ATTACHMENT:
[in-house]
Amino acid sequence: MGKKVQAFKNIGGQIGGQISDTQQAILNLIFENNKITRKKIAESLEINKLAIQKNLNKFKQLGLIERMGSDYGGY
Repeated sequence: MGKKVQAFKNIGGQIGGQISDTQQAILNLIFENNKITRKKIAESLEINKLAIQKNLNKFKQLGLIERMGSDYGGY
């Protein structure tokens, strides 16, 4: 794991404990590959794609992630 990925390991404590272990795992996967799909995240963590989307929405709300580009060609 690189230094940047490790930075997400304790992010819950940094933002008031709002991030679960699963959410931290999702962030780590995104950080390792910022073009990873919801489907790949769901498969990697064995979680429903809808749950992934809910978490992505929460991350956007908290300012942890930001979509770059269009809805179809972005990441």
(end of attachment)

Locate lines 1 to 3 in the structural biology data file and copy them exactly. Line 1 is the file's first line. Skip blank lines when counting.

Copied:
[in-house]
Amino acid sequence: MGKKVQAFKNIGGQIGGQISDTQQAILNLIFENNKITRKKIAESLEINKLAIQKNLNKFKQLGLIERMGSDYGGY
Repeated sequence: MGKKVQAFKNIGGQIGGQISDTQQAILNLIFENNKITRKKIAESLEINKLAIQKNLNKFKQLGLIERMGSDYGGY